8:00 Registration
8:30-9.30 Keynote 3: Consent complexities, Ebola, and the fine line between collaboration and exploitation in research conducted during public health emergencies

Elysée Nouvet, Western University School of Health Studies, Ontario, Canada

9:30-10:30 Oral Presentations 3: Tools and Assessments
3 x 15 min presentations followed by 15 min Q&A Avoiding the Same Mistakes: Understanding and Countering Bias in the Deployment of Artificial Intelligence for Humanitarian Assessments
Tino Kreutzer, York University, Canada
Selected Principles for Ethical Social and Behavior Change Communication
Tom Jacobson and Nicole LeMire Garlic, Temple University, USA
Do approaches to the training and supervision of researchers promote or constrain ethical research practice in humanitarian settings?
Anna Chiumento, University of Liverpool, UK
10:30-11:00 Coffee
11:00-12:00 Ethics and Humanitarian Innovation: different approaches and learning from humanitarian research

Anna Skeels, Humanitarian Innovation Fund, Elrha, UK (Moderator)
Laura Hytti, Womena, United Arab Emirates
Joseph Guay, Do No Digital Harm Initiative, USA
Siobán D. Harlow, University of Michigan, USA

12:00-1:30 Conversations about Research Ethics (CARE) panel with boxed lunch

Panel Conversation on Research in Humanitarian Crises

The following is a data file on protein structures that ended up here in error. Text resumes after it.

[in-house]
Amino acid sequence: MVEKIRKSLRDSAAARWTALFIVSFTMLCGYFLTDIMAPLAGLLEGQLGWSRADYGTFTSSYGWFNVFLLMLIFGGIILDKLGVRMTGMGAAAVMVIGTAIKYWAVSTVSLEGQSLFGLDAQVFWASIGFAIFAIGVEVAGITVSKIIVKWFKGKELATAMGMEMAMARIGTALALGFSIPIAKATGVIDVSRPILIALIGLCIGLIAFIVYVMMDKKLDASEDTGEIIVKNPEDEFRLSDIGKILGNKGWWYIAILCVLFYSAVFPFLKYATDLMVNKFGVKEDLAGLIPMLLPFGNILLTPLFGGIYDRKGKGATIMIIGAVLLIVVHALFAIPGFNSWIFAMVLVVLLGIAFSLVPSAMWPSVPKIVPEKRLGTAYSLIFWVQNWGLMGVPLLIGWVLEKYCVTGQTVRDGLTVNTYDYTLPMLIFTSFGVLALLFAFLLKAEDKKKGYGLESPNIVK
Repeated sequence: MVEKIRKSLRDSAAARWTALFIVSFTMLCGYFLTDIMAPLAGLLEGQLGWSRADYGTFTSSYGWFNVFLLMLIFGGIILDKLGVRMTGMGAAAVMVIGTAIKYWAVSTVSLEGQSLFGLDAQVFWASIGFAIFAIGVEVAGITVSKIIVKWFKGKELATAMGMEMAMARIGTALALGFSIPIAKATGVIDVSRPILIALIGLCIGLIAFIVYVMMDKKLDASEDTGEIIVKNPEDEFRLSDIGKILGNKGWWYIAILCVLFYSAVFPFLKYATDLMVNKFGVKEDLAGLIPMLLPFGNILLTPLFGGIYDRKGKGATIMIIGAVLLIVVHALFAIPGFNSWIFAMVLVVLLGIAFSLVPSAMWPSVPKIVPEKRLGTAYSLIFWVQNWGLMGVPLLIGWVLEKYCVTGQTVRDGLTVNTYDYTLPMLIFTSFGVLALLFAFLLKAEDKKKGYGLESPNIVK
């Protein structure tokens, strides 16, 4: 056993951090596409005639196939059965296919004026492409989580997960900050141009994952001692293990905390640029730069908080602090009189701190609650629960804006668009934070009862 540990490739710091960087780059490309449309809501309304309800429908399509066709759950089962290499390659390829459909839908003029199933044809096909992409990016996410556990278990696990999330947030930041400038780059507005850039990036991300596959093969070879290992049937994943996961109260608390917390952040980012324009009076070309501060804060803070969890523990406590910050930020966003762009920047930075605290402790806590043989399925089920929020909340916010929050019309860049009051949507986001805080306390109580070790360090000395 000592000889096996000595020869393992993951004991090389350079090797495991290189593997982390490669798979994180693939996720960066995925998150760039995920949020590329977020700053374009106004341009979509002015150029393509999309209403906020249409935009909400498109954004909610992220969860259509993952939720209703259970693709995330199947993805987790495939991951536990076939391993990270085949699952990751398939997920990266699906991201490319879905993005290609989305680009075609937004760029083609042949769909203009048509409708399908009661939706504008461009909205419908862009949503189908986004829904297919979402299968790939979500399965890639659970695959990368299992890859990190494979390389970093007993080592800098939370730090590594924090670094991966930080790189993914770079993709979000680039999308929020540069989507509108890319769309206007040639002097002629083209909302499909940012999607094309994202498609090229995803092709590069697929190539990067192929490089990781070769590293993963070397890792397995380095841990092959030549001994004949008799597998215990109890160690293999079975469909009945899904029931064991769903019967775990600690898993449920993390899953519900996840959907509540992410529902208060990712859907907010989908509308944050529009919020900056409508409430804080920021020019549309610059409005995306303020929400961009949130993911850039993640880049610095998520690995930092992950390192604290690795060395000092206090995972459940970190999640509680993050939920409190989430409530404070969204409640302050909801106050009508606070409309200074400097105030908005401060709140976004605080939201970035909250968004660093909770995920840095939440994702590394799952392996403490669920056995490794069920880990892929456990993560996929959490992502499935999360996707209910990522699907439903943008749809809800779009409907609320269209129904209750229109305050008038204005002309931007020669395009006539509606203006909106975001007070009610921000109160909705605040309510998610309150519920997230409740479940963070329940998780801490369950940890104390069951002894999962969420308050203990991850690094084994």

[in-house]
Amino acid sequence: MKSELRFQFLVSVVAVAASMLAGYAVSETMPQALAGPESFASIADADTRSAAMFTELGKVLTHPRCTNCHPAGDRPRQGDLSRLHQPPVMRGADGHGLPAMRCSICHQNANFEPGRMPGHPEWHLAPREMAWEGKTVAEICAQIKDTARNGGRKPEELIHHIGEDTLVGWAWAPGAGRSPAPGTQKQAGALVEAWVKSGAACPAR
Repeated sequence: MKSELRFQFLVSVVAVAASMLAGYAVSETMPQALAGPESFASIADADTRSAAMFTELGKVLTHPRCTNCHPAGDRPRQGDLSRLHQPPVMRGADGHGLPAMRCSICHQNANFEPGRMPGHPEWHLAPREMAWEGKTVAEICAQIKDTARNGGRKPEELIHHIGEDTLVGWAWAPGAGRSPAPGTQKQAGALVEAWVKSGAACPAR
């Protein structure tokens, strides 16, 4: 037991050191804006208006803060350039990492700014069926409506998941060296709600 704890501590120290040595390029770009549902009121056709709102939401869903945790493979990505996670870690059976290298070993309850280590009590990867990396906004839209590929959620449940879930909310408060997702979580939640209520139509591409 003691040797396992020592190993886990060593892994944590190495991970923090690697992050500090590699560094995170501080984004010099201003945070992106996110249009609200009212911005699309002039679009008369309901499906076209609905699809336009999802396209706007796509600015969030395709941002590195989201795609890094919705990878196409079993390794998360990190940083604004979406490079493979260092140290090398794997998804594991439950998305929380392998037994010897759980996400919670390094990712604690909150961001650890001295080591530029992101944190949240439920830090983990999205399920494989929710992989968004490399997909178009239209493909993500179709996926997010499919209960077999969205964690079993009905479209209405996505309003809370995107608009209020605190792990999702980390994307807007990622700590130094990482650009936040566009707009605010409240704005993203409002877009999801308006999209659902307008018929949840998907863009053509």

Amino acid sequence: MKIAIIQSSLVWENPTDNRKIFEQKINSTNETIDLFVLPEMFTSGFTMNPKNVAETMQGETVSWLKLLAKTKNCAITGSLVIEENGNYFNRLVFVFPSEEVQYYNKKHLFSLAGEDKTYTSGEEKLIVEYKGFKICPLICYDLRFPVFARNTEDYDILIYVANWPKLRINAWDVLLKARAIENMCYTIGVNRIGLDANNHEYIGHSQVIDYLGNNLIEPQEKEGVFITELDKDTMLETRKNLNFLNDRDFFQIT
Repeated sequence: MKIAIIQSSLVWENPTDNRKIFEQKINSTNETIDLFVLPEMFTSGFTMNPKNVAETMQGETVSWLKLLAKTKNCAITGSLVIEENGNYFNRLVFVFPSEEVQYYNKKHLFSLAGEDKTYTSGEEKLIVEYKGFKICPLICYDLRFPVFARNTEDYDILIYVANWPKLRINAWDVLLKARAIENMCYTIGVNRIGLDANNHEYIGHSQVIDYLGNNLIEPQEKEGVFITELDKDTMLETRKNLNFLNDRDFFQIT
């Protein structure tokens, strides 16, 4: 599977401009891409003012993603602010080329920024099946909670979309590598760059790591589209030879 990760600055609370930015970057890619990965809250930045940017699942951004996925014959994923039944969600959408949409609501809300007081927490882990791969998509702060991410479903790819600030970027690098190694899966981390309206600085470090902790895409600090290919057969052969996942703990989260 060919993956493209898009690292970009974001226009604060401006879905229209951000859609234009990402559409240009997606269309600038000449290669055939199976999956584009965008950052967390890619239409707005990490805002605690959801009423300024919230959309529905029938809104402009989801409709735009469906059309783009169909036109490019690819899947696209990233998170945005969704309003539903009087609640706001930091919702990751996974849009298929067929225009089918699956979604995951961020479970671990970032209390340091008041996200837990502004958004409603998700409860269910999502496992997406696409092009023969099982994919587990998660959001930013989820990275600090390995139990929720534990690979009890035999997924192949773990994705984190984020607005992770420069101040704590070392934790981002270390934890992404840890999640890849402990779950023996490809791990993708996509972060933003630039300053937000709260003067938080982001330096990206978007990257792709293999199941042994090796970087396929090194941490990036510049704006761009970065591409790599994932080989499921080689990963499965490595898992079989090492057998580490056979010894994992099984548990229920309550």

Moderator: Dana Howard, Center for Bioethics & Center for Ethics and Human Values, The Ohio State University
Veena Pillai, Dhi Consulting & Training, Malaysia
Erin Lin, Department of Political Science, The Ohio State University
Marcel Yotebieng, College of Public Health, The Ohio State University

1:30-2:30 Oral Presentations 4: Communities in Crisis
3 x 15 min presentations followed by 15 min Q&A Ethics of conducting research in crisis settings: How does Flint measure up?
Ike Valentine Iyioke, Michigan State University, USA
Research with vulnerable populations in humanitarian crises: ethical challenges and overlooked areas
Rebecca Barber, Centre for Humanitarian Leadership, Deakin University, Australia
Representation of Minorities in Research: A View from the Community
Sudarshan Pyakurel, Bhutanese Community of Central Ohio
2:30-3:00 Coffee
3:00-4:00 Oral Presentations 5: Researcher Training and Support
3 x 15 min presentations followed by 15 min Q&A Ethical Decision-Making in Situations of Extreme Violence: A Case Study of Syria
Courtland Robinson, Johns Hopkins Bloomberg School of Public Health, USA
Moral distress among disaster responders: what is it, and can we do anything about it? A scoping review.
Martina Gustavsson, Karolinska Institutet, Sweden
The Experience of Conducting Ethical Review during the Ebola Virus Disease Emergency in Liberia
Jemee K. Tegli, University of Liberia-Atlantic Center for Research & Evaluation (UL-PIRE) Africa IRB, Liberia
4:00-5:00 Keynote 4: Is there an upper limit to the risks that humanitarian research may legitimately visit upon research participants?
Nir Eyal, Harvard T.H. Chan School of Public Health, Boston, USARespondent: Kevin Passino, Humanitarian/Development Engineering, College of Engineering, The Ohio State University
5:00 Closing Ceremony
Ryan Nash, Center for Bioethics, The Ohio State University
Dónal O’Mathúna, The Ohio State University and Dublin City University, Ireland